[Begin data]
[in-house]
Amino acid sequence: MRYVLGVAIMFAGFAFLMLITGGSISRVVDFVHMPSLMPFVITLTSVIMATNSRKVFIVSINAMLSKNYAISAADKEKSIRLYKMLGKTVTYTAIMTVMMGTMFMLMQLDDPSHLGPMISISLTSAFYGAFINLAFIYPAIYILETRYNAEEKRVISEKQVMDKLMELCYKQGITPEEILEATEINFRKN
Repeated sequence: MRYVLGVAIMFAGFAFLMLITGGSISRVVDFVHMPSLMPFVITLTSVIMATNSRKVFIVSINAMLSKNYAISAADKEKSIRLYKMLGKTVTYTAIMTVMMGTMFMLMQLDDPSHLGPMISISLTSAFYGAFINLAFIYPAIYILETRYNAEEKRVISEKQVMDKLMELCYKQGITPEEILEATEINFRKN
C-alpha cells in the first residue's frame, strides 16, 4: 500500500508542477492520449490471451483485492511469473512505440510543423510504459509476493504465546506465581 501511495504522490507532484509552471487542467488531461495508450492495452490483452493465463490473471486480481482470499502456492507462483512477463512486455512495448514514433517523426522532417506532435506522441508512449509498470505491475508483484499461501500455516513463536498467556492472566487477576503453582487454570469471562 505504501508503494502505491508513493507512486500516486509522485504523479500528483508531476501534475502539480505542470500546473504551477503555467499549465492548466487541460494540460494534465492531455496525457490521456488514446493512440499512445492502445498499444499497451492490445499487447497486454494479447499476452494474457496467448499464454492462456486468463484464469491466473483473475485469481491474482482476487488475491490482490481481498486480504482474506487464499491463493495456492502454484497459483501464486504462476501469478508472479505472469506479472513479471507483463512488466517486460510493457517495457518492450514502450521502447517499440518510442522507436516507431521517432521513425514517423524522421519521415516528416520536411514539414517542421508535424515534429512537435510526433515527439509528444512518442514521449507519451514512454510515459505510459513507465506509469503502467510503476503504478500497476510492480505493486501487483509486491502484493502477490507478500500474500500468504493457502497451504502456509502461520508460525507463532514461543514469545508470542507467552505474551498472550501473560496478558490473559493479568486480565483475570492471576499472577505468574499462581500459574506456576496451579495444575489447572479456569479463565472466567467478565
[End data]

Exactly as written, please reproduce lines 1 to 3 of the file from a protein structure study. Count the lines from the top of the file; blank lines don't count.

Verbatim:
[in-house]
Amino acid sequence: MRYVLGVAIMFAGFAFLMLITGGSISRVVDFVHMPSLMPFVITLTSVIMATNSRKVFIVSINAMLSKNYAISAADKEKSIRLYKMLGKTVTYTAIMTVMMGTMFMLMQLDDPSHLGPMISISLTSAFYGAFINLAFIYPAIYILETRYNAEEKRVISEKQVMDKLMELCYKQGITPEEILEATEINFRKN
Repeated sequence: MRYVLGVAIMFAGFAFLMLITGGSISRVVDFVHMPSLMPFVITLTSVIMATNSRKVFIVSINAMLSKNYAISAADKEKSIRLYKMLGKTVTYTAIMTVMMGTMFMLMQLDDPSHLGPMISISLTSAFYGAFINLAFIYPAIYILETRYNAEEKRVISEKQVMDKLMELCYKQGITPEEILEATEINFRKN